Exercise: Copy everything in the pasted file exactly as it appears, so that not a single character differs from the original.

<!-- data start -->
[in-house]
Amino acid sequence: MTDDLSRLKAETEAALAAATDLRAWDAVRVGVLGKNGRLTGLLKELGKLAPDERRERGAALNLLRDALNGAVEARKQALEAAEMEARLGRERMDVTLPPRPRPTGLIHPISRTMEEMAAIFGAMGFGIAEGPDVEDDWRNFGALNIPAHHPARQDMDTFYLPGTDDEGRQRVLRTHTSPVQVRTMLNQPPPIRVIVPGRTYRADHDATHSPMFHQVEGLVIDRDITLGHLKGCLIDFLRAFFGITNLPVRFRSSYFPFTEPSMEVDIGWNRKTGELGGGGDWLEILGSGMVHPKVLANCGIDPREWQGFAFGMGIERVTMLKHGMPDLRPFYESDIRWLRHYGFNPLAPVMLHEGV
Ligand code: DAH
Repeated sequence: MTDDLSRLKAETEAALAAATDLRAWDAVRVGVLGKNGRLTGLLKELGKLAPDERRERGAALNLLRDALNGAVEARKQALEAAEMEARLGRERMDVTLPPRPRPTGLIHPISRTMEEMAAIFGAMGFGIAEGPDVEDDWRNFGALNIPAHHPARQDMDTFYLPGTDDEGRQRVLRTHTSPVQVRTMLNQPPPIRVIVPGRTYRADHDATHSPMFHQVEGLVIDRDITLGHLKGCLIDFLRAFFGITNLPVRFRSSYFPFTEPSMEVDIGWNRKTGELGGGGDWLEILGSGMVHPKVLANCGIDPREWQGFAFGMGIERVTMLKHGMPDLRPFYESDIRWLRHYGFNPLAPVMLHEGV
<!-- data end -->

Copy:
[in-house]
Amino acid sequence: MTDDLSRLKAETEAALAAATDLRAWDAVRVGVLGKNGRLTGLLKELGKLAPDERRERGAALNLLRDALNGAVEARKQALEAAEMEARLGRERMDVTLPPRPRPTGLIHPISRTMEEMAAIFGAMGFGIAEGPDVEDDWRNFGALNIPAHHPARQDMDTFYLPGTDDEGRQRVLRTHTSPVQVRTMLNQPPPIRVIVPGRTYRADHDATHSPMFHQVEGLVIDRDITLGHLKGCLIDFLRAFFGITNLPVRFRSSYFPFTEPSMEVDIGWNRKTGELGGGGDWLEILGSGMVHPKVLANCGIDPREWQGFAFGMGIERVTMLKHGMPDLRPFYESDIRWLRHYGFNPLAPVMLHEGV
Ligand code: DAH
Repeated sequence: MTDDLSRLKAETEAALAAATDLRAWDAVRVGVLGKNGRLTGLLKELGKLAPDERRERGAALNLLRDALNGAVEARKQALEAAEMEARLGRERMDVTLPPRPRPTGLIHPISRTMEEMAAIFGAMGFGIAEGPDVEDDWRNFGALNIPAHHPARQDMDTFYLPGTDDEGRQRVLRTHTSPVQVRTMLNQPPPIRVIVPGRTYRADHDATHSPMFHQVEGLVIDRDITLGHLKGCLIDFLRAFFGITNLPVRFRSSYFPFTEPSMEVDIGWNRKTGELGGGGDWLEILGSGMVHPKVLANCGIDPREWQGFAFGMGIERVTMLKHGMPDLRPFYESDIRWLRHYGFNPLAPVMLHEGV